Body Integrity Image Disorder: The Desire for Amputation

Clare Allely

Clare Allely

Clare Allely recently completed her PhD in Psychology from the University of Manchester. She previously graduated with an MRes in Psychological Research Methods from the University of Strathclyde in 2007. Before that, she gained an MA (Hons) degree in Psychology from the University of Glasgow in 2006.

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5 Responses

  1. A. Gallaher says:

    This is one of the best articles on this subject I have come across. Congratulations. However, I have one question: At the very end of the article you state that”…it also indicates that caloric stimulation may be a therapeutic avenue for this…condition.” Is there any clinical or experimental evidence to back up this assertion? I believe that Ramachandran and McGeoch only evaluated two subjects. Did they actually use caloric stimulation on these subjects? As far as I know, caloric stimulation typically produces temporary results, not permanent changes.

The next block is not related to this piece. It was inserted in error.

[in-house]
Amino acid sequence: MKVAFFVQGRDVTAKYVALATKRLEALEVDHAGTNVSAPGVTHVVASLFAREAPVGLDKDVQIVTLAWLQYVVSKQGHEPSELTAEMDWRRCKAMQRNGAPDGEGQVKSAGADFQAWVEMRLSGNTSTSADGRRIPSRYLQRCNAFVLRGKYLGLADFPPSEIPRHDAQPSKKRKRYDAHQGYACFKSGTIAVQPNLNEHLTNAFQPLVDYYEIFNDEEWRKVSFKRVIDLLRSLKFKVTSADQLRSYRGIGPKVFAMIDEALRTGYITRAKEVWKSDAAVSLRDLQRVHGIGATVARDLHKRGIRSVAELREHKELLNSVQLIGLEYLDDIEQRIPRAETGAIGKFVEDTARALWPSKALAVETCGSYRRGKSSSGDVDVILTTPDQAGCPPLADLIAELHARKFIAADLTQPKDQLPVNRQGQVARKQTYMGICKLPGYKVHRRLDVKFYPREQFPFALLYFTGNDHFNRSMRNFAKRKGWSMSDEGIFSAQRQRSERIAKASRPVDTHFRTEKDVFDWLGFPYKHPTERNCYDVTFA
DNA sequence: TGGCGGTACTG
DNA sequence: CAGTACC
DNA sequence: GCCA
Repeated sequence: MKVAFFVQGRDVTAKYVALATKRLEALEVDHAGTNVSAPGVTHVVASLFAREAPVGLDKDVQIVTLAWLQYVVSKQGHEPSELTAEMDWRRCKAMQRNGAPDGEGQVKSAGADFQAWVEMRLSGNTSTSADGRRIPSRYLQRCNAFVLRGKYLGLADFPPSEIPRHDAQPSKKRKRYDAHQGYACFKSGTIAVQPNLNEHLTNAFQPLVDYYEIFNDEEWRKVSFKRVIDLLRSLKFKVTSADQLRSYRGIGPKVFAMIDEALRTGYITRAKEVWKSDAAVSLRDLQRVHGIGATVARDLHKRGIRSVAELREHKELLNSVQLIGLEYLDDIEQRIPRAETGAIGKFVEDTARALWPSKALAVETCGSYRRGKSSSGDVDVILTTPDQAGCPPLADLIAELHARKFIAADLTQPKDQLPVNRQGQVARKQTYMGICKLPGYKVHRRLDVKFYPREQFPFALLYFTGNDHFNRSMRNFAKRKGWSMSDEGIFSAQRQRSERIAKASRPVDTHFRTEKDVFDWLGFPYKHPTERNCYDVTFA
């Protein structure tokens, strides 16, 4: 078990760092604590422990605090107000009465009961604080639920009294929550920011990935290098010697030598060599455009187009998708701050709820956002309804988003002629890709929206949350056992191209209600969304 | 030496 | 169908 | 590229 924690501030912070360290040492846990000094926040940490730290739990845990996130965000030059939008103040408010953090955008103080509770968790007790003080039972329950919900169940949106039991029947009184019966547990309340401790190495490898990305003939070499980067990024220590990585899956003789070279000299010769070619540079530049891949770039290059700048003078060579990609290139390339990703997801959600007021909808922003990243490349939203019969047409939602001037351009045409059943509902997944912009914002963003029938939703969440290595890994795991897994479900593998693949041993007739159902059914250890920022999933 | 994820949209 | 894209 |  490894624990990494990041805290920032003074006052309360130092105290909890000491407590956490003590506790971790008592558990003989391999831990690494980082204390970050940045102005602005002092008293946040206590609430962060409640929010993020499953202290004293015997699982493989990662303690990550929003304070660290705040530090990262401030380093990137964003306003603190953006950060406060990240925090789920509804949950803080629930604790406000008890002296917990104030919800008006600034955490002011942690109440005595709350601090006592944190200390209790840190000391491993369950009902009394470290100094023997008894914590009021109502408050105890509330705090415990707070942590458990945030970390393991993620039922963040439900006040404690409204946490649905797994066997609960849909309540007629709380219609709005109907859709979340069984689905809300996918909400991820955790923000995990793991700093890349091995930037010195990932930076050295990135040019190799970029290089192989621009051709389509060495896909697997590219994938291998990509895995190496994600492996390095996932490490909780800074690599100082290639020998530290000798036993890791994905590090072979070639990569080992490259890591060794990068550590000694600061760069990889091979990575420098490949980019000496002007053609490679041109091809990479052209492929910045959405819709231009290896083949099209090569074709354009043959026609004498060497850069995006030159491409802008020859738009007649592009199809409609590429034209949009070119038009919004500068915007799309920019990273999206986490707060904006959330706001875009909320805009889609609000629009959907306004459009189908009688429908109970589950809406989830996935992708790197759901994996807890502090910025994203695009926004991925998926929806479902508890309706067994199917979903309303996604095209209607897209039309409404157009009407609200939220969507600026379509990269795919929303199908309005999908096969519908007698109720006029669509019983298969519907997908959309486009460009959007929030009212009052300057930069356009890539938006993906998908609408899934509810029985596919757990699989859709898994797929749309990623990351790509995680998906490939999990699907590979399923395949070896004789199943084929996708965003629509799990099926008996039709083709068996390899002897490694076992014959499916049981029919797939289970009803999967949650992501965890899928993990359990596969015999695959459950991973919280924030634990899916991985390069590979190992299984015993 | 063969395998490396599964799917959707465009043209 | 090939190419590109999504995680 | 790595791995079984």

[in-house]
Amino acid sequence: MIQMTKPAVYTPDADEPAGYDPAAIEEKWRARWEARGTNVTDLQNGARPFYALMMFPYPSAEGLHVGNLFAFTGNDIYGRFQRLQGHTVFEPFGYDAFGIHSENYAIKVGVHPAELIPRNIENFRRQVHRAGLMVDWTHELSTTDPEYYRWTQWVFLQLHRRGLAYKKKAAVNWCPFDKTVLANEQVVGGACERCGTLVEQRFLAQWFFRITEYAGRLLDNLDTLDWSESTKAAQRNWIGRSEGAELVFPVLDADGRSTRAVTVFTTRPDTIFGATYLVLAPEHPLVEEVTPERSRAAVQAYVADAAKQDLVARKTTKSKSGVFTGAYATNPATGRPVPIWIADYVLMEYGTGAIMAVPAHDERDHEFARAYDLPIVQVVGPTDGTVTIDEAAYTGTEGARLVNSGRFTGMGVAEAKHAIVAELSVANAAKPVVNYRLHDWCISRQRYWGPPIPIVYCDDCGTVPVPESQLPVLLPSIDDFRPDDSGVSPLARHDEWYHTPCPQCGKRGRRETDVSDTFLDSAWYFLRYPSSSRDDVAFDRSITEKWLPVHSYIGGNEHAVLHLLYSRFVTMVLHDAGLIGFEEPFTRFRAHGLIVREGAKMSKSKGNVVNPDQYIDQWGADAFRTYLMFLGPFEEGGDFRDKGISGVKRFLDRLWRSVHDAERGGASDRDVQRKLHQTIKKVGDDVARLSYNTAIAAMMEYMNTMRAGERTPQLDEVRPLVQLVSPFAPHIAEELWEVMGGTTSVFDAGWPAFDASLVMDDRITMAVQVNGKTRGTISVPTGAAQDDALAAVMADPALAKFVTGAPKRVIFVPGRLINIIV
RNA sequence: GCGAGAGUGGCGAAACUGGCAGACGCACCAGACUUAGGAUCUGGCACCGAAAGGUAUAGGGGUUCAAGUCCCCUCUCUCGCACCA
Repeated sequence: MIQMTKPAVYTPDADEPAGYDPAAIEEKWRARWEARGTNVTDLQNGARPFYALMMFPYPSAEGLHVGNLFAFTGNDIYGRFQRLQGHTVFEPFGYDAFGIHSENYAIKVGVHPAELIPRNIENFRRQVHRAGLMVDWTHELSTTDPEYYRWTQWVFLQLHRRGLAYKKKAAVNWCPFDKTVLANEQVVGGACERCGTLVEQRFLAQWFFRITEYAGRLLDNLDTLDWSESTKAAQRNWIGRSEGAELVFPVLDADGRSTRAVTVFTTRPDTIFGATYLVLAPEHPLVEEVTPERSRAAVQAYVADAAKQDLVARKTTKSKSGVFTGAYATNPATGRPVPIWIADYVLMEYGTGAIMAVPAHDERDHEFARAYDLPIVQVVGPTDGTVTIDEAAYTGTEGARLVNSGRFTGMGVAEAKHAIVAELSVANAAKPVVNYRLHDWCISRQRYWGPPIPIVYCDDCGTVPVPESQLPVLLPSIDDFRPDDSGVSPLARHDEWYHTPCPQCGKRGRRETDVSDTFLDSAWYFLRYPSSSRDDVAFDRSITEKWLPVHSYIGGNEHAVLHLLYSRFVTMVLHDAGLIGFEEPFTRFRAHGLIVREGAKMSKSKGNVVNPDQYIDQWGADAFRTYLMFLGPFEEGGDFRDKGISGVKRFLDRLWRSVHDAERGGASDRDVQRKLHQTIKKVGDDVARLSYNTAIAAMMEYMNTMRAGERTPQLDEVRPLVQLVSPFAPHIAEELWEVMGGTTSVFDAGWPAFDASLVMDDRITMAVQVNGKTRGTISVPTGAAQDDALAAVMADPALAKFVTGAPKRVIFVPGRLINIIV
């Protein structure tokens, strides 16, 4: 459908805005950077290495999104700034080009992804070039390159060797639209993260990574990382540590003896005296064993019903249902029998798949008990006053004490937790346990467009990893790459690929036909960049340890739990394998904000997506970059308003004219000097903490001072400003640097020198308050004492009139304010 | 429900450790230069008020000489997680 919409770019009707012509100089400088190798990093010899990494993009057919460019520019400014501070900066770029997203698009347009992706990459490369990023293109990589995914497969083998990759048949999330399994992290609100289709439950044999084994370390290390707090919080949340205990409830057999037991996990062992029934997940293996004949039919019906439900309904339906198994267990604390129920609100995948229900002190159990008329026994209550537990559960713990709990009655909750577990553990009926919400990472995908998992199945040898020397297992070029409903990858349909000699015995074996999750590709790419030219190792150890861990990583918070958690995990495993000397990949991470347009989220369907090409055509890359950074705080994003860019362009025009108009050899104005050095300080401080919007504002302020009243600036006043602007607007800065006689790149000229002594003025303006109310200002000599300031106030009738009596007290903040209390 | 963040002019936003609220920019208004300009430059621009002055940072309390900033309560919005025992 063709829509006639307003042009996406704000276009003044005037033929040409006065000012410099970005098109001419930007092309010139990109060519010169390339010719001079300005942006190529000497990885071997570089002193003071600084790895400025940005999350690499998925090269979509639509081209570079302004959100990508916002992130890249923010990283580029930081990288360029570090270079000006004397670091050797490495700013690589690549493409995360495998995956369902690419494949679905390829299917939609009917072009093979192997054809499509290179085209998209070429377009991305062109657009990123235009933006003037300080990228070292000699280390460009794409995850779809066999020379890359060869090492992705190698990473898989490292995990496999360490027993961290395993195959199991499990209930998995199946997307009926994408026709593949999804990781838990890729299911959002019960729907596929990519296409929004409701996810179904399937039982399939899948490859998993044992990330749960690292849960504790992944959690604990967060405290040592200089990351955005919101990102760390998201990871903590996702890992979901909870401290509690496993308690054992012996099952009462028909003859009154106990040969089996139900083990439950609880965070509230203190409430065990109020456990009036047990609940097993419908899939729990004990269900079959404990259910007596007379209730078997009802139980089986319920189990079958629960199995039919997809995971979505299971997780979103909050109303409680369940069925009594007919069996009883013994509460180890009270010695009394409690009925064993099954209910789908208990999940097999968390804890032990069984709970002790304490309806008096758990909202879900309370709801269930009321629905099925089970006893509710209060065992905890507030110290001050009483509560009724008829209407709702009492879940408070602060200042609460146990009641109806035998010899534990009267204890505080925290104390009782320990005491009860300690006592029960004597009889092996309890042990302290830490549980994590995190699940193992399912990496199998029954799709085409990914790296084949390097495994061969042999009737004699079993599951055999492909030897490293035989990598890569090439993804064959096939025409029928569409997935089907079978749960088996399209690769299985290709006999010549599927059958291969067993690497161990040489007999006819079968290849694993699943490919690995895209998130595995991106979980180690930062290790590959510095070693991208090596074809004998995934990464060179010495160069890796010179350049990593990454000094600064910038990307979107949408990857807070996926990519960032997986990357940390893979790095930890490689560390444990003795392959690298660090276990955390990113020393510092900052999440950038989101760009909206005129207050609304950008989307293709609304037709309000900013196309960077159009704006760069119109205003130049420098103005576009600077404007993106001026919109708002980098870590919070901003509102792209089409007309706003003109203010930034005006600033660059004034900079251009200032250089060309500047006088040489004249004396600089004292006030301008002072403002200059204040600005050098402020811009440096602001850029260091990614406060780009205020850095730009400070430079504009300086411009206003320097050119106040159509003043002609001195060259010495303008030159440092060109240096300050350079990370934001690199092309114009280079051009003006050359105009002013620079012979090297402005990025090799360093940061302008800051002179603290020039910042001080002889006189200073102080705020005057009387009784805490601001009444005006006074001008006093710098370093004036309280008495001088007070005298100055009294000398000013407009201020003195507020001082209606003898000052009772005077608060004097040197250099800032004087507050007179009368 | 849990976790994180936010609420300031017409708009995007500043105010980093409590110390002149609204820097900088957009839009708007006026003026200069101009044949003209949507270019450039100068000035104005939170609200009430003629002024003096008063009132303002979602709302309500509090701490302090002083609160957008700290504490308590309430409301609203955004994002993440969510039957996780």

2. Lesco Rogers, M.D. says:

    This work is quite fascinating, my expertise is in therapeutic Vestibular technologies. Until recently I was based at Duke University, USA with collaborations ongoing within the UK.

    I Would be interested in exploring the prospects of a future collaboration with my colleagues at the University of Kent

  3. Sanjay says:

    There was a study done titled “vestibular stimulation does not diminish the desire for amputation” by Lenggenhager et al (2014) that failed to show the predicted effect.

  4. Steve Parker says:

    I can’t believe that circumcision isn’t mentioned here. There a lot of people-especially in North America who express BIID with respect to their genitals and promote MGM (male circumcision( and FGM (labiaplasty).

  1. September 16, 2019

    […] Clare Allely, “Body Integrity Image Disorder: The Desire for Amputation,” theGIST (The Glasgow Insight into Science and Technology) (July 31, 2011),…. ↩ […]

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